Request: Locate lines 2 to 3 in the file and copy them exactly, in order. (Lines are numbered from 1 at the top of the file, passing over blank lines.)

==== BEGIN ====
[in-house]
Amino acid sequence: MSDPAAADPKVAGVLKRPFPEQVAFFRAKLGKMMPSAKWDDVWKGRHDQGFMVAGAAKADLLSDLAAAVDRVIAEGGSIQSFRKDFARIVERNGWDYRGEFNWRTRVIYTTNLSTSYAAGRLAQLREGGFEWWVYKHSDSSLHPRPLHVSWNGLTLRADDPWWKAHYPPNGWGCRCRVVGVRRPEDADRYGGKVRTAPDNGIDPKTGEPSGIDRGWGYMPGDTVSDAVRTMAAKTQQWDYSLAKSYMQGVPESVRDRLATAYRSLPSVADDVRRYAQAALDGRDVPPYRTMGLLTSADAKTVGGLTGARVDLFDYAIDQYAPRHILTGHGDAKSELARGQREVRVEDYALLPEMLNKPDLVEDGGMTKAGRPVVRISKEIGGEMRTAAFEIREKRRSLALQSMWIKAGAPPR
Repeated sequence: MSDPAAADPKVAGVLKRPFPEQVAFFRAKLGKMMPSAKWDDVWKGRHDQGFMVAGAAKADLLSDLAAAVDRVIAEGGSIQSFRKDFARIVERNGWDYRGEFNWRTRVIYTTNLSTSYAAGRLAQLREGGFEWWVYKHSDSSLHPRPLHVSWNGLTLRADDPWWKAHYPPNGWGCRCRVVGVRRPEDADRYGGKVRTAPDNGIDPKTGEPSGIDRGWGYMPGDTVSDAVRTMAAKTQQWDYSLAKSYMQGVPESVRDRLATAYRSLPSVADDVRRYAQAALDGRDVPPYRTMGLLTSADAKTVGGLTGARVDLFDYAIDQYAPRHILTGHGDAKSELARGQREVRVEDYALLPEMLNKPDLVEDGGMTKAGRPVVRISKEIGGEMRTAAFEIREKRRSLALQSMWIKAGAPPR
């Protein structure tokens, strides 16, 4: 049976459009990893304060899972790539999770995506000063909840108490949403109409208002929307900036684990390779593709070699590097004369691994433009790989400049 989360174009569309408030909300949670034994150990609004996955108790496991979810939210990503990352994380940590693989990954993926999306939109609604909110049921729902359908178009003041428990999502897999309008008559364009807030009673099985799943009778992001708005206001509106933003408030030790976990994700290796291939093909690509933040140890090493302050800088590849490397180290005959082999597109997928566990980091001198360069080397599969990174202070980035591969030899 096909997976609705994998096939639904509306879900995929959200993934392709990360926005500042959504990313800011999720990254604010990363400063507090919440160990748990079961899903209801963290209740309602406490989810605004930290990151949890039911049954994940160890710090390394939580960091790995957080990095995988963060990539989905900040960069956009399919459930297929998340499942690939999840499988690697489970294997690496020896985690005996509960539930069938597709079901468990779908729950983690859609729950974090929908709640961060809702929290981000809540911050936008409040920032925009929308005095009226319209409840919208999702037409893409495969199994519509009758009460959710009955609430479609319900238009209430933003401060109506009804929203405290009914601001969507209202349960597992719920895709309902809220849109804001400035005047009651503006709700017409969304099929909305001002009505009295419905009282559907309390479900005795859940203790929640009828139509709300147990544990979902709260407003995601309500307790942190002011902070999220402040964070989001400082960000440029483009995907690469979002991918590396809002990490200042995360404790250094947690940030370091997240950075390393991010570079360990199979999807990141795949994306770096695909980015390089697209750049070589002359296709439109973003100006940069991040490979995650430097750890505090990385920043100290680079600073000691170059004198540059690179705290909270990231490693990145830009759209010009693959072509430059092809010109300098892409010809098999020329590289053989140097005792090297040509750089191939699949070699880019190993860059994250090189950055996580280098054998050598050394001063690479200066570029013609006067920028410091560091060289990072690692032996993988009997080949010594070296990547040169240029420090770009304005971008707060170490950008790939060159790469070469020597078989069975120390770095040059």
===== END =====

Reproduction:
Amino acid sequence: MSDPAAADPKVAGVLKRPFPEQVAFFRAKLGKMMPSAKWDDVWKGRHDQGFMVAGAAKADLLSDLAAAVDRVIAEGGSIQSFRKDFARIVERNGWDYRGEFNWRTRVIYTTNLSTSYAAGRLAQLREGGFEWWVYKHSDSSLHPRPLHVSWNGLTLRADDPWWKAHYPPNGWGCRCRVVGVRRPEDADRYGGKVRTAPDNGIDPKTGEPSGIDRGWGYMPGDTVSDAVRTMAAKTQQWDYSLAKSYMQGVPESVRDRLATAYRSLPSVADDVRRYAQAALDGRDVPPYRTMGLLTSADAKTVGGLTGARVDLFDYAIDQYAPRHILTGHGDAKSELARGQREVRVEDYALLPEMLNKPDLVEDGGMTKAGRPVVRISKEIGGEMRTAAFEIREKRRSLALQSMWIKAGAPPR
Repeated sequence: MSDPAAADPKVAGVLKRPFPEQVAFFRAKLGKMMPSAKWDDVWKGRHDQGFMVAGAAKADLLSDLAAAVDRVIAEGGSIQSFRKDFARIVERNGWDYRGEFNWRTRVIYTTNLSTSYAAGRLAQLREGGFEWWVYKHSDSSLHPRPLHVSWNGLTLRADDPWWKAHYPPNGWGCRCRVVGVRRPEDADRYGGKVRTAPDNGIDPKTGEPSGIDRGWGYMPGDTVSDAVRTMAAKTQQWDYSLAKSYMQGVPESVRDRLATAYRSLPSVADDVRRYAQAALDGRDVPPYRTMGLLTSADAKTVGGLTGARVDLFDYAIDQYAPRHILTGHGDAKSELARGQREVRVEDYALLPEMLNKPDLVEDGGMTKAGRPVVRISKEIGGEMRTAAFEIREKRRSLALQSMWIKAGAPPR